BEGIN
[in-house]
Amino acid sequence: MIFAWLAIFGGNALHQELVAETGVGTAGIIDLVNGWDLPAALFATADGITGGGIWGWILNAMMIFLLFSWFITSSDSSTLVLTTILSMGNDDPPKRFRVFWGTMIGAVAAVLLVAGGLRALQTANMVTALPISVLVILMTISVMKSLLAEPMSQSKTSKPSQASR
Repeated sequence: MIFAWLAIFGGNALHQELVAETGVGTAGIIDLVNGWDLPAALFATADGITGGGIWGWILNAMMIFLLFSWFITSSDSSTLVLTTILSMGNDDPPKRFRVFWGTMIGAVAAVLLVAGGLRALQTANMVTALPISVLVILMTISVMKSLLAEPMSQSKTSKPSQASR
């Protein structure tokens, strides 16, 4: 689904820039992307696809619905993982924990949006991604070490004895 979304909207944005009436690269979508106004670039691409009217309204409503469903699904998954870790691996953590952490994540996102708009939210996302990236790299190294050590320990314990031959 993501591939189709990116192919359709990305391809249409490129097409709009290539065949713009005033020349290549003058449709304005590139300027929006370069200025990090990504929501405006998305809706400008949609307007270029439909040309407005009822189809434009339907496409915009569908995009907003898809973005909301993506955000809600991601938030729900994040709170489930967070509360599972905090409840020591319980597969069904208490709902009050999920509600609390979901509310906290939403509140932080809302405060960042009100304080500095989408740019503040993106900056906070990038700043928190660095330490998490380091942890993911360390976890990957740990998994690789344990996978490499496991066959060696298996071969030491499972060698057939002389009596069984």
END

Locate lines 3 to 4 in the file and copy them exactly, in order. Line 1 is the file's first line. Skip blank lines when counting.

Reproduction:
Repeated sequence: MIFAWLAIFGGNALHQELVAETGVGTAGIIDLVNGWDLPAALFATADGITGGGIWGWILNAMMIFLLFSWFITSSDSSTLVLTTILSMGNDDPPKRFRVFWGTMIGAVAAVLLVAGGLRALQTANMVTALPISVLVILMTISVMKSLLAEPMSQSKTSKPSQASR
């Protein structure tokens, strides 16, 4: 689904820039992307696809619905993982924990949006991604070490004895 979304909207944005009436690269979508106004670039691409009217309204409503469903699904998954870790691996953590952490994540996102708009939210996302990236790299190294050590320990314990031959 993501591939189709990116192919359709990305391809249409490129097409709009290539065949713009005033020349290549003058449709304005590139300027929006370069200025990090990504929501405006998305809706400008949609307007270029439909040309407005009822189809434009339907496409915009569908995009907003898809973005909301993506955000809600991601938030729900994040709170489930967070509360599972905090409840020591319980597969069904208490709902009050999920509600609390979901509310906290939403509140932080809302405060960042009100304080500095989408740019503040993106900056906070990038700043928190660095330490998490380091942890993911360390976890990957740990998994690789344990996978490499496991066959060696298996071969030491499972060698057939002389009596069984």